Gold’s Back Out of Favor With Fed in Focus as Greek Deal Nears

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Gold futures fell for the third straight session, falling out of favor with investors as attention shifts away from Greece and back to the outlook for higher U.S. interest rates.

Federal Reserve Governor Jerome Powell suggested Tuesday that rates may rise as soon as September as the economy gains traction. Gold last week posted the biggest advance in a month after Fed officials indicated that monetary tightening will happen at a slow pace, while Greece faced an impasse with its creditors.

The metal’s rally is proving to be short lived. Mounting speculation that Greece will soon reach a deal to avoid default is cutting demand for haven assets. At the same time, signs of improving U.S. economic growth are reigniting concern that the Fed will raise rates soon, boosting the dollar. Higher rates curb gold’s allure because the commodity doesn’t pay interest or give returns like other assets such as bonds and equities.

“The U.S. recovery is far along in the cycle, and we’re on the verge for two interest-rate hikes by year-end,” Phil Streible, a senior market strategist at RJO Futures in Chicago, said in a telephone interview. “When you look at how far behind that cycle Europe is, it makes sense we see euro declines, dollar appreciation and gold weakness because of it.”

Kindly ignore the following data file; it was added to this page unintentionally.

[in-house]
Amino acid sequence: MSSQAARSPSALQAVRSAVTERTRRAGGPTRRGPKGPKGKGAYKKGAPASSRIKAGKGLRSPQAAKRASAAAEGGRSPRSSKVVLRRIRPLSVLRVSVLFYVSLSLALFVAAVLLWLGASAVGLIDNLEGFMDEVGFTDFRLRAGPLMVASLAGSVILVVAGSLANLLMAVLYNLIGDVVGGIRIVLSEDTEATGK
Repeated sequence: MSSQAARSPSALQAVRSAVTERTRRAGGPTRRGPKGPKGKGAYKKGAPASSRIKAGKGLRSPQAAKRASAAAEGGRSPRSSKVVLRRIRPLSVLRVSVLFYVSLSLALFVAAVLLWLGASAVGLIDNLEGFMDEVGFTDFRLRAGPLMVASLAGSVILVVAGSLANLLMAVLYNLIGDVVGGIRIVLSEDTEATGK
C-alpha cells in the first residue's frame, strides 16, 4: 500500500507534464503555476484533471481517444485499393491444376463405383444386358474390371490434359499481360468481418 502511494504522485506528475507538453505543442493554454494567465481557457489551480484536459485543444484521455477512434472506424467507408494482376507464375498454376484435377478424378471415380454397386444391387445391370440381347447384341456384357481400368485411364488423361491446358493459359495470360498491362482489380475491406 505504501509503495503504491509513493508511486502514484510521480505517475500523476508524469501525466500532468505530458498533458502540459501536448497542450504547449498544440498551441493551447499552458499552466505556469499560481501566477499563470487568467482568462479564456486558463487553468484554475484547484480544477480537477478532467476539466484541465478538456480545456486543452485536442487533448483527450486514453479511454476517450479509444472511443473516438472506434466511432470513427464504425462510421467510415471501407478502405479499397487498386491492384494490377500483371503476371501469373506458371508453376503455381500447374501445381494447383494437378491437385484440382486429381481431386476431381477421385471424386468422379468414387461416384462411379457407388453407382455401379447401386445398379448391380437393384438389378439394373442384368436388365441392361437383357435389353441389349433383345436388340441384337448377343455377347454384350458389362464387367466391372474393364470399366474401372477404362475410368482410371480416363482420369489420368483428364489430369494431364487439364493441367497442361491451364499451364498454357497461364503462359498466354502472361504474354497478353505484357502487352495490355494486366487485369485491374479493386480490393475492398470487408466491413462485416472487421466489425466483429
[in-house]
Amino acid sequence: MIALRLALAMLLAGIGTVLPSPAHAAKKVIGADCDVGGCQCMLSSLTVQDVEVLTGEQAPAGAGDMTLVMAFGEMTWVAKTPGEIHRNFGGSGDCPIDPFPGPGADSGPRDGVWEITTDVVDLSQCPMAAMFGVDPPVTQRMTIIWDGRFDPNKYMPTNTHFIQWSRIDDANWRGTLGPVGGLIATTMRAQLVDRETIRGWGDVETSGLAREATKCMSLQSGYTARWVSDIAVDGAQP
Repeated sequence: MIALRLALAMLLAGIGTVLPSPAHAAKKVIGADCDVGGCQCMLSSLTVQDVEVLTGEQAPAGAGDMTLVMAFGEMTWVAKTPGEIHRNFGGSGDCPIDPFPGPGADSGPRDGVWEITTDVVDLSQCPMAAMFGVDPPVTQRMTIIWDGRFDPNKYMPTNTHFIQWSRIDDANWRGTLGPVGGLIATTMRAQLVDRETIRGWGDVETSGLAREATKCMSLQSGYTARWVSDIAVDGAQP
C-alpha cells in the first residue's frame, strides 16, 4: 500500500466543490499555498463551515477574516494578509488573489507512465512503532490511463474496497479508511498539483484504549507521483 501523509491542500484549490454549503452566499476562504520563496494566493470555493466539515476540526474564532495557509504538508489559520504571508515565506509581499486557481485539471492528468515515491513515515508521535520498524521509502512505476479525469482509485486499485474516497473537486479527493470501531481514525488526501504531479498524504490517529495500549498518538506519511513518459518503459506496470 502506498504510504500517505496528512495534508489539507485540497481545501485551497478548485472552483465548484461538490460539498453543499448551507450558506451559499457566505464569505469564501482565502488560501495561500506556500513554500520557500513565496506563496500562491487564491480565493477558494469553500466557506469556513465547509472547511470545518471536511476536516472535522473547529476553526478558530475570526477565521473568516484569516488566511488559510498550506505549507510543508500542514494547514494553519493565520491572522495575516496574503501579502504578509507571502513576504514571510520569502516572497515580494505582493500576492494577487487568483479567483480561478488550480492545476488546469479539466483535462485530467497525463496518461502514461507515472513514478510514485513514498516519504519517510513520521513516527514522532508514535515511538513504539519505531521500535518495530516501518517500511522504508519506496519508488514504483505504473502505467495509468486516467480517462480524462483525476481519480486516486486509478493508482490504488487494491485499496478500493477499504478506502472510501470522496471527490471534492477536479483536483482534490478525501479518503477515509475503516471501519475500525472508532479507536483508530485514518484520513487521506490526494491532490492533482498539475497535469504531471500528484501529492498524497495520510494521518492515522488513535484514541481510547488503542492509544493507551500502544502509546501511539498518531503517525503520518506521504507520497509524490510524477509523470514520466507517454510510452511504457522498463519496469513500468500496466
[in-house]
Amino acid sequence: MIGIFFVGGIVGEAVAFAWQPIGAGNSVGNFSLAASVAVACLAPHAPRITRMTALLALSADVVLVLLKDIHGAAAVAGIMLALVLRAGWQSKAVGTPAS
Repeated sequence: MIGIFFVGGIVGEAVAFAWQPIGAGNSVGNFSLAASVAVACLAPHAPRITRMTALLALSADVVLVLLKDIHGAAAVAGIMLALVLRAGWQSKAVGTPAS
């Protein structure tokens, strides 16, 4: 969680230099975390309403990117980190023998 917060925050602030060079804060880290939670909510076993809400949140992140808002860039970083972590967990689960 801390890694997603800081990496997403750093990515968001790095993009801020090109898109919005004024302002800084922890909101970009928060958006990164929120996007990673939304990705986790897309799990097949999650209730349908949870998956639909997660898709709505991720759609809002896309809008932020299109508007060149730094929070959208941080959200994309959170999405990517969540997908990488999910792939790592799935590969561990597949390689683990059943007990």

Gold futures for August delivery declined 0.6 percent to settle at $1,176.60 an ounce at 1:37 p.m. on the Comex in New York. The three-session slump was longest since June 5.

Rate Odds

The Fed’s Powell said the chances are about 50-50 that the economy will improve enough for tightening monetary policy in September. The central bank’s benchmark rate has been close to zero percent since 2008. The dollar headed for the biggest gain in two weeks against a basket of 10 currencies.

“People are rushing to the dollar and away from gold,” James Cordier, the founder of Optionsellers.com in Tampa, Florida, said in a telephone interview.

Silver futures for July delivery fell 2.5 percent to $15.737 an ounce on the Comex, the biggest drop since May 19.

Platinum futures for October delivery rose 0.6 percent to $1,068.40 an ounce on the New York Mercantile Exchange. On Monday, the metal touched $1,060.20, the lowest for a most-active contract since March 2009.

On Tuesday, the spot gold-platinum ratio reached the highest since Nov. 9, 2012, according to Bloomberg generic pricing.

Gold has settled at premium to platinum in every session since Jan. 15.

Palladium futures for September delivery climbed less than 0.1 percent to $695.75 an ounce on the Nymex, only the second gain this month. On Monday, the metal touched the lowest since September 2013.

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